Sensitivity analysis for the assimilation procedure of satellite-based aerosol measurements in a chemical transport model using aerosol component information
Dmytro Martynenko(1), Thomas Holzer-Popp(1) and Marion Schroedter-Homscheidt(1)
(1) German Aerospace Centre, Oberpfaffenhofen, 82234 Wessling, Germany
Aerosol monitoring is of growing interest due to the impact of aerosol particle concentration on human health and the global climate. The key question of this paper is to understand how the assimilation of satellite atmospheric aerosol observations with enhanced observation and background covariance matrices improves the capability of a chemical transport model in reproducing the distribution of tropospheric particles. The second task of this study is a comparison of results for assimilation between improved covariance matrices with the help if information content analysis of satellite data. This comparison is made with the case without tuning of observation and background covariance matrices.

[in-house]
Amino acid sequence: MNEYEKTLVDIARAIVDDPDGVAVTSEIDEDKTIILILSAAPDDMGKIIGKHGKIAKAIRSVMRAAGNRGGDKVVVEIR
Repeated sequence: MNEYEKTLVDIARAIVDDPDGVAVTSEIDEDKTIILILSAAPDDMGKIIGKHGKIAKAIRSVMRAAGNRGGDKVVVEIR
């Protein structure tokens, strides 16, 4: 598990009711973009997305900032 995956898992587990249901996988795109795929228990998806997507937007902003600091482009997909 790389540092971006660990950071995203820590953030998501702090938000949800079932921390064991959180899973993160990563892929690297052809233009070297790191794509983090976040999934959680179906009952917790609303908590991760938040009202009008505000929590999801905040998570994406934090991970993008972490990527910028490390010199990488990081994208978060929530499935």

The study is carried out using the Model for Atmospheric Transport and Chemistry (MATCH).
As measurement input vector for the assimilation procedure satellite data from GOME-2 and AVHRR instruments onboard MetOp or from SCIAMACHY and AATSR intrumets onboard ENVISAT was used. Synergetic Aerosol Retrieval (SYNAER) observational and model (MATCH) data can be coupled by means of data assimilation. SYNAER measurements are able to distinguish between different aerosol components such as water-soluble, soot, sea salt and long-range transported mineral aerosols. During the assimilation procedure, the final analysis is highly dependent on the specification of the relative weights to both model and satellite source of information through the error covariance matrices. Since observation and background error covariance matrices are not perfectly known, a large potential for improvements of the analyses is offered by methods allowing their constructing and tuning. In this study, the method proposed by Desroziers and Ivanov (2001) is used to tune background and observational error statistics of the assimilation procedure.